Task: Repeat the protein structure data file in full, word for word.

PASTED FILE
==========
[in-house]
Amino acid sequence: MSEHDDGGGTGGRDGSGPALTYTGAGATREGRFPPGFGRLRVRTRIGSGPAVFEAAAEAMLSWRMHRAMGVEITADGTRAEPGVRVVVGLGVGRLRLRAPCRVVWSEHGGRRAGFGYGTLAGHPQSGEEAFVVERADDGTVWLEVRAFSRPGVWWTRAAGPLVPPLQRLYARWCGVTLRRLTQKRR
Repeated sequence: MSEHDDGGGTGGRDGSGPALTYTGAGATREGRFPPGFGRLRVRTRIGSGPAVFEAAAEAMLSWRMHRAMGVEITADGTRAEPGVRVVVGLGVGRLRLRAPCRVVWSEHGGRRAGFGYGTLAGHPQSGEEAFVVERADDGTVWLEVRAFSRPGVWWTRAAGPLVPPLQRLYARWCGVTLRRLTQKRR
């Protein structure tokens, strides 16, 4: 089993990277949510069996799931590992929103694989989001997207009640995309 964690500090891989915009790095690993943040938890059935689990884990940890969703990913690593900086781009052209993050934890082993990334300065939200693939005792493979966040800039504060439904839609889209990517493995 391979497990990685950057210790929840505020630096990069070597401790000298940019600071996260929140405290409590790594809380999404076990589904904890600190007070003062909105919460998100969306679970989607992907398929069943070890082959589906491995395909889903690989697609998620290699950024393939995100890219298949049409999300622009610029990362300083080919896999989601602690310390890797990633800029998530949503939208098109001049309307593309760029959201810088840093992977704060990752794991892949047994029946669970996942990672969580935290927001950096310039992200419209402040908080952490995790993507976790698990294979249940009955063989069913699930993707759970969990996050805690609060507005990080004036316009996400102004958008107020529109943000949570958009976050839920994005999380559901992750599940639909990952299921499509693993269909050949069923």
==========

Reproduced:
[in-house]
Amino acid sequence: MSEHDDGGGTGGRDGSGPALTYTGAGATREGRFPPGFGRLRVRTRIGSGPAVFEAAAEAMLSWRMHRAMGVEITADGTRAEPGVRVVVGLGVGRLRLRAPCRVVWSEHGGRRAGFGYGTLAGHPQSGEEAFVVERADDGTVWLEVRAFSRPGVWWTRAAGPLVPPLQRLYARWCGVTLRRLTQKRR
Repeated sequence: MSEHDDGGGTGGRDGSGPALTYTGAGATREGRFPPGFGRLRVRTRIGSGPAVFEAAAEAMLSWRMHRAMGVEITADGTRAEPGVRVVVGLGVGRLRLRAPCRVVWSEHGGRRAGFGYGTLAGHPQSGEEAFVVERADDGTVWLEVRAFSRPGVWWTRAAGPLVPPLQRLYARWCGVTLRRLTQKRR
């Protein structure tokens, strides 16, 4: 089993990277949510069996799931590992929103694989989001997207009640995309 964690500090891989915009790095690993943040938890059935689990884990940890969703990913690593900086781009052209993050934890082993990334300065939200693939005792493979966040800039504060439904839609889209990517493995 391979497990990685950057210790929840505020630096990069070597401790000298940019600071996260929140405290409590790594809380999404076990589904904890600190007070003062909105919460998100969306679970989607992907398929069943070890082959589906491995395909889903690989697609998620290699950024393939995100890219298949049409999300622009610029990362300083080919896999989601602690310390890797990633800029998530949503939208098109001049309307593309760029959201810088840093992977704060990752794991892949047994029946669970996942990672969580935290927001950096310039992200419209402040908080952490995790993507976790698990294979249940009955063989069913699930993707759970969990996050805690609060507005990080004036316009996400102004958008107020529109943000949570958009976050839920994005999380559901992750599940639909990952299921499509693993269909050949069923």